Alcohol distributors have fought tooth and nail to get their cut of the action, and in Sin City, the liquor lobby gets what it wants
Recreational cannabis prices have risen in Las Vegas due to hefty demands from customers and the shortage rumors that have loomed since July 1. Alcohol distributors have fought tooth and nail to get their cut of the action, and in Sin City, the liquor lobby gets what it wants. Since being granted exclusive cannabis distribution rights for the first 18 months of recreational sales, dispensaries (fearing they’ll run out of inventory) have been at odds with the lobby. Especially as they continue to hold up the distribution process. This leaves many in Las Vegas’ cannabis industry believing that the liquor lobby is carrying out an agenda; to sabotage, delay and even halt cannabis sales.
Al Fasano, co-founder of Las Vegas ReLeaf told the LA Times,
We didn’t know the demand would be this intense. All of a sudden you have like a thousand people at the door. We have to tell people we’re limited in our products.
As if the demand for recreational marijuana among residents wasn’t bad enough, tourists are flying in from all over the globe to buy products that have been inaccessible to them. High potency CBD oil, for example, ranged between $50-$100 on July 1. Currently, it’s difficult to find a CBD tincture or oil for less than $125.
Nevada alcohol distributors previously muscled their way into the cannabis industry amid fears that legalization would cut into alcohol sales. Not to be outdone, they filed a lawsuit against the Nevada Department of Taxation and were granted those 18-month long exclusive distribution rights, meaning that only they could transport the product from cultivation facilities to retail dispensaries.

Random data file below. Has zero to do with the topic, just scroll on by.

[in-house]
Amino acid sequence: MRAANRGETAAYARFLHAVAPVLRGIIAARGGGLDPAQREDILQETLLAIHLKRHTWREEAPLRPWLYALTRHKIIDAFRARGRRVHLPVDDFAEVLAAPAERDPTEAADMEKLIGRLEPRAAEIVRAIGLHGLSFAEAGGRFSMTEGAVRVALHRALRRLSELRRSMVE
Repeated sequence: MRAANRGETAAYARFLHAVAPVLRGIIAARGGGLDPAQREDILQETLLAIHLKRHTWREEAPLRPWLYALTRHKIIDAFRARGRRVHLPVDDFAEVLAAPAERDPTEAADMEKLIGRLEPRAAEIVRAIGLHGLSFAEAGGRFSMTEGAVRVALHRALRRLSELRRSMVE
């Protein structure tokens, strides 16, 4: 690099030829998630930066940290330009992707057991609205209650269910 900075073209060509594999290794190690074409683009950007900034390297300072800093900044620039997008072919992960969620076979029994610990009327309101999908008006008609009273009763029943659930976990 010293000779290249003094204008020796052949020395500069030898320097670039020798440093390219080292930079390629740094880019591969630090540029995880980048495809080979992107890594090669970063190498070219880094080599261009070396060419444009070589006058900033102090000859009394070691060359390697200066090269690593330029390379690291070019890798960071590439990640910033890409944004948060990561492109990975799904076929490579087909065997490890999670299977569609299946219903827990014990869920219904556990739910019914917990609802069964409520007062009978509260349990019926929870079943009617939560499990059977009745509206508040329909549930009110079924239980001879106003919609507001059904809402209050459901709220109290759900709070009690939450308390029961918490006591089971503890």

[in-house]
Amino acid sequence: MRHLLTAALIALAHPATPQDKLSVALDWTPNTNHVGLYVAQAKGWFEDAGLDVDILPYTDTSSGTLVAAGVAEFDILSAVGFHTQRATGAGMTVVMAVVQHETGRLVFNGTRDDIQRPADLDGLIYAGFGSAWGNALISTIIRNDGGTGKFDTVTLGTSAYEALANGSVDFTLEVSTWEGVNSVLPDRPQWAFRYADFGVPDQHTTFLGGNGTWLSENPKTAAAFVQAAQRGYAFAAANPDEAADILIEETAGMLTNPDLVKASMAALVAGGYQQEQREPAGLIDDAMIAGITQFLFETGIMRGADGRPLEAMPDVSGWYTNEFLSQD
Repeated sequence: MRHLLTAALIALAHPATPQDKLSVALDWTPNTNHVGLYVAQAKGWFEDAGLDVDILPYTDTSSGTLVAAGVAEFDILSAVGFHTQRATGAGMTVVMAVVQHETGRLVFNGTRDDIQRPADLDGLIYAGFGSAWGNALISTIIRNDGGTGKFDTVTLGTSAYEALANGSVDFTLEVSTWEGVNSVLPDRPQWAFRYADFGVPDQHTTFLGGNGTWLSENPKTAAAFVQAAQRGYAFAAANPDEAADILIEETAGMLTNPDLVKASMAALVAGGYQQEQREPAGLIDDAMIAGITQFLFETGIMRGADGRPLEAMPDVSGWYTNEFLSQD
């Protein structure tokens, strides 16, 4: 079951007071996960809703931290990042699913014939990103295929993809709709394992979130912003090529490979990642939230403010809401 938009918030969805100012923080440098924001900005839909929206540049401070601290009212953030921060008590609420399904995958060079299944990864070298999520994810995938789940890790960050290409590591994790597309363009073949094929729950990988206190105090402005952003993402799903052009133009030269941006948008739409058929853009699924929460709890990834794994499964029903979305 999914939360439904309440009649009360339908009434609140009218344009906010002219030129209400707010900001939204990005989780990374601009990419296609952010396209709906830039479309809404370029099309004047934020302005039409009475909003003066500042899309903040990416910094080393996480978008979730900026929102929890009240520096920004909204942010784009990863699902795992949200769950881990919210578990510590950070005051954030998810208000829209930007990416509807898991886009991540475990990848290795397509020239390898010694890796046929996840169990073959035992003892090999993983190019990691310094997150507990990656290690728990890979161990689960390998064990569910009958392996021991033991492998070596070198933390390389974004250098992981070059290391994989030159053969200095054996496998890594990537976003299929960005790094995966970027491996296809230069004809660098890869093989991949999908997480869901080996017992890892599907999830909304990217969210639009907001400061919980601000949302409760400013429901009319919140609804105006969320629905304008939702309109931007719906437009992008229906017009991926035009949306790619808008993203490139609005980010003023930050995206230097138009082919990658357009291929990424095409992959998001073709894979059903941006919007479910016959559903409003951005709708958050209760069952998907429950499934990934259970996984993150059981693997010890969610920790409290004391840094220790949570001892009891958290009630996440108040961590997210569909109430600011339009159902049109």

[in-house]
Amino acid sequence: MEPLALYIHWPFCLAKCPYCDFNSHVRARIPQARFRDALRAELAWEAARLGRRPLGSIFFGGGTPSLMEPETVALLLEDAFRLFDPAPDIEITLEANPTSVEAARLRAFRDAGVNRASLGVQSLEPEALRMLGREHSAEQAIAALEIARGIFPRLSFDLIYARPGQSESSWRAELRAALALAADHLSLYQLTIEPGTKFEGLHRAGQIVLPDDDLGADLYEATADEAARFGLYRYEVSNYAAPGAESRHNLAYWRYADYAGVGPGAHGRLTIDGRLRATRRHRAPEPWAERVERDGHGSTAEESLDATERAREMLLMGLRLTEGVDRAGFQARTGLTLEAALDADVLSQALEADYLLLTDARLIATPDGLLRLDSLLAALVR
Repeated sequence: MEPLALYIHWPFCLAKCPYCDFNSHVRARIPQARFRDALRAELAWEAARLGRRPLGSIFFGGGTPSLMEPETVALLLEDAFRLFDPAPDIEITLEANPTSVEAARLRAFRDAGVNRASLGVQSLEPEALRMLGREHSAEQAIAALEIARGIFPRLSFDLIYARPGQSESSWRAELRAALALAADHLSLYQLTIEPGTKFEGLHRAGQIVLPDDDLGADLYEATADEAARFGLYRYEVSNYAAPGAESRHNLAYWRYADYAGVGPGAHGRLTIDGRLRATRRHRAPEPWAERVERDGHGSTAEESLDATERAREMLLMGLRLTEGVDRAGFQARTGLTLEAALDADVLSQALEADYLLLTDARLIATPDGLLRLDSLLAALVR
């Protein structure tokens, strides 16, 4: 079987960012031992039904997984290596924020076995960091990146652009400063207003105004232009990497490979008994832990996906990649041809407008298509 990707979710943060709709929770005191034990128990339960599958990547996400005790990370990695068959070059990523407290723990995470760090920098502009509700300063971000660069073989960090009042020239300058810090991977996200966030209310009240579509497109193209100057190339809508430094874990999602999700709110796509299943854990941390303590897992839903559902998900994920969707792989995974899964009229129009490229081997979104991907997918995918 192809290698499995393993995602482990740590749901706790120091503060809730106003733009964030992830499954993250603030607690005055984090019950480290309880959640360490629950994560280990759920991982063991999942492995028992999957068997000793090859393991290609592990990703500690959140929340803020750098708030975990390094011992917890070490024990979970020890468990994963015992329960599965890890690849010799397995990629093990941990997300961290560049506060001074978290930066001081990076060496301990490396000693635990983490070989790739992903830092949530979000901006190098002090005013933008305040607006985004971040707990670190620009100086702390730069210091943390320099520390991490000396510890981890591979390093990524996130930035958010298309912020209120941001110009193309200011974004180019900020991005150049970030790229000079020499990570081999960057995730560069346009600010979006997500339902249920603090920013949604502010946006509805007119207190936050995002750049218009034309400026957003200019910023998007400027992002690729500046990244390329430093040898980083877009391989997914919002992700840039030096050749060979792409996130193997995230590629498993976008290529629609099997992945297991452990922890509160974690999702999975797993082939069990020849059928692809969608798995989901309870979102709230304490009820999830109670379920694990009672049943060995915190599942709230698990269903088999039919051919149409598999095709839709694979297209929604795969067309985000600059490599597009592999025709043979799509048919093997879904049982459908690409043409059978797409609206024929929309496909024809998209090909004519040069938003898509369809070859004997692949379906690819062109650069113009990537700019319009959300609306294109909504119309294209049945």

Yet, they didn’t seem to put the same effort into getting up and running in order to appease demand. By July 1, no alcohol distributors had completed the application process and only two have completed the process since.
Nevada Gov. Brian Sandoval stepped in mid-July with emergency regulations that would speed up the application process for alcohol distributors and would allow cannabis companies to transport pot as long as certain requirements were met.
Formerly against legalizing marijuana, Gov. Sandoval’s motivations seemed to veer more toward balancing the budget than protecting an industry voted for by constituents. He wrote in the emergency statement,
Without the retail sale of marijuana, the state will not realize the revenue on which the state budget relies.
The alcohol distributors coalition later attempted to halt the emergency regulations, but that request was denied by a Nevada judge. Dispensary owners can’t help but speculate that with such little effort going toward obtaining licenses and getting products out to dispensaries, but such grand efforts being used to stall the cannabis industry, that perhaps the alcohol lobby is deliberately marginalizing their competition.
Riana Durrett, executive director of the Nevada Dispensary Association said,
It is important that the distribution issue gets resolved because if it is not sales will be halted completely.
We in Las Vegas know one thing, with support from constituents, local government and a booming industry, the liquor lobby better be prepared to square up.